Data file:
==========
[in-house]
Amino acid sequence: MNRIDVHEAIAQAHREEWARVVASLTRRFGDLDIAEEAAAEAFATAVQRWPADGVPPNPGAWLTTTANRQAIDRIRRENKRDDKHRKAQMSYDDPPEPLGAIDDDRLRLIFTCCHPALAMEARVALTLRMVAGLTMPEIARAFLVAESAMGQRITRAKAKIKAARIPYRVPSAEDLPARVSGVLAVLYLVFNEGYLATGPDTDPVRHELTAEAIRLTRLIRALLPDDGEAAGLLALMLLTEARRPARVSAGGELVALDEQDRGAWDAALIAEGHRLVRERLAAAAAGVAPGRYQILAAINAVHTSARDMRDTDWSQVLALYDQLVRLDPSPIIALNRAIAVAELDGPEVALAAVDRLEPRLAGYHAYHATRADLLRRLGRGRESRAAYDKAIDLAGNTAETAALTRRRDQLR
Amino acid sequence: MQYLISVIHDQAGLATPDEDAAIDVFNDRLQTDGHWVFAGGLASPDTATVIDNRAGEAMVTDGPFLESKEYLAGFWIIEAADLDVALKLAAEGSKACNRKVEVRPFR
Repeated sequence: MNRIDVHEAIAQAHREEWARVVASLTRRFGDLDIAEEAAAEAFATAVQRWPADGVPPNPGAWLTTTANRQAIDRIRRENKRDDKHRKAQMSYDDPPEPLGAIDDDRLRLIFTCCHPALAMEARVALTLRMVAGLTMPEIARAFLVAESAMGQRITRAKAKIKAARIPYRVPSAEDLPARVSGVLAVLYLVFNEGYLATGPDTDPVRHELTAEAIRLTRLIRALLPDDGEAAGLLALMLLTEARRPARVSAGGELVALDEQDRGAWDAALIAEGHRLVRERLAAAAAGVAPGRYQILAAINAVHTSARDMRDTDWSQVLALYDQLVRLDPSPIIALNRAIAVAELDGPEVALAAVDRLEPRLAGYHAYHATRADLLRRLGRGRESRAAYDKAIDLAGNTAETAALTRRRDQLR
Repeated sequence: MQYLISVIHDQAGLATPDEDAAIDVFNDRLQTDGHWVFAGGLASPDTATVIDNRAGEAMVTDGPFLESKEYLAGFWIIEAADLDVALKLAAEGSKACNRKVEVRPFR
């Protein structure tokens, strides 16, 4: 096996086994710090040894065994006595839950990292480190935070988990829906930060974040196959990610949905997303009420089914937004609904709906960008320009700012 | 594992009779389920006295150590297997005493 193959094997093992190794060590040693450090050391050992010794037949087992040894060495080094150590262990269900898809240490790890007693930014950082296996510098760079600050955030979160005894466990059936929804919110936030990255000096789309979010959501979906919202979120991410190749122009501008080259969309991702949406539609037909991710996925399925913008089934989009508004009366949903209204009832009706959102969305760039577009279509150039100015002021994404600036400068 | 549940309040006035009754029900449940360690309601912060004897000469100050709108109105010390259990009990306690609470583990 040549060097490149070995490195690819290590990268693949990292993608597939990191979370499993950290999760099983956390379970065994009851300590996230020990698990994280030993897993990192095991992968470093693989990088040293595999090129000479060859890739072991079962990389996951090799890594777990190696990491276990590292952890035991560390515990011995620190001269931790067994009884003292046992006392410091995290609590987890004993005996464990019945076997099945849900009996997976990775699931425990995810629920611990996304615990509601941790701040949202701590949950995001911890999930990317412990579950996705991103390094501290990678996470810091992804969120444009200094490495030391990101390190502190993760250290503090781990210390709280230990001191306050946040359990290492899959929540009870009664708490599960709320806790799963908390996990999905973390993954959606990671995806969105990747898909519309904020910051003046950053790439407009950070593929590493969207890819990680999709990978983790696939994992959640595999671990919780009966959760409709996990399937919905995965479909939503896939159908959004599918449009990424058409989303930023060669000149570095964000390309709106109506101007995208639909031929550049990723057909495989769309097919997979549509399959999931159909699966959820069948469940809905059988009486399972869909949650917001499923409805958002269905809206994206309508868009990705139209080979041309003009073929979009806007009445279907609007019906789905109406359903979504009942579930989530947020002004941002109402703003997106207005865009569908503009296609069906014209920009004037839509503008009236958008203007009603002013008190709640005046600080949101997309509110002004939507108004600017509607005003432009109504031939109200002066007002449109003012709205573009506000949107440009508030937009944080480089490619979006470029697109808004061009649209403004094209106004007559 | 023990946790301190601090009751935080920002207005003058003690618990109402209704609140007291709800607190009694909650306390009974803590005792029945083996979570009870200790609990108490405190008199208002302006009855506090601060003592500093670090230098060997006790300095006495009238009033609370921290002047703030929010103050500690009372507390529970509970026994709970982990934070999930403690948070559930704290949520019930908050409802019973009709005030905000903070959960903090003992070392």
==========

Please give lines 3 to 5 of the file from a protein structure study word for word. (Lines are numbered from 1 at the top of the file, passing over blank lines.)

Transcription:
Amino acid sequence: MQYLISVIHDQAGLATPDEDAAIDVFNDRLQTDGHWVFAGGLASPDTATVIDNRAGEAMVTDGPFLESKEYLAGFWIIEAADLDVALKLAAEGSKACNRKVEVRPFR
Repeated sequence: MNRIDVHEAIAQAHREEWARVVASLTRRFGDLDIAEEAAAEAFATAVQRWPADGVPPNPGAWLTTTANRQAIDRIRRENKRDDKHRKAQMSYDDPPEPLGAIDDDRLRLIFTCCHPALAMEARVALTLRMVAGLTMPEIARAFLVAESAMGQRITRAKAKIKAARIPYRVPSAEDLPARVSGVLAVLYLVFNEGYLATGPDTDPVRHELTAEAIRLTRLIRALLPDDGEAAGLLALMLLTEARRPARVSAGGELVALDEQDRGAWDAALIAEGHRLVRERLAAAAAGVAPGRYQILAAINAVHTSARDMRDTDWSQVLALYDQLVRLDPSPIIALNRAIAVAELDGPEVALAAVDRLEPRLAGYHAYHATRADLLRRLGRGRESRAAYDKAIDLAGNTAETAALTRRRDQLR
Repeated sequence: MQYLISVIHDQAGLATPDEDAAIDVFNDRLQTDGHWVFAGGLASPDTATVIDNRAGEAMVTDGPFLESKEYLAGFWIIEAADLDVALKLAAEGSKACNRKVEVRPFR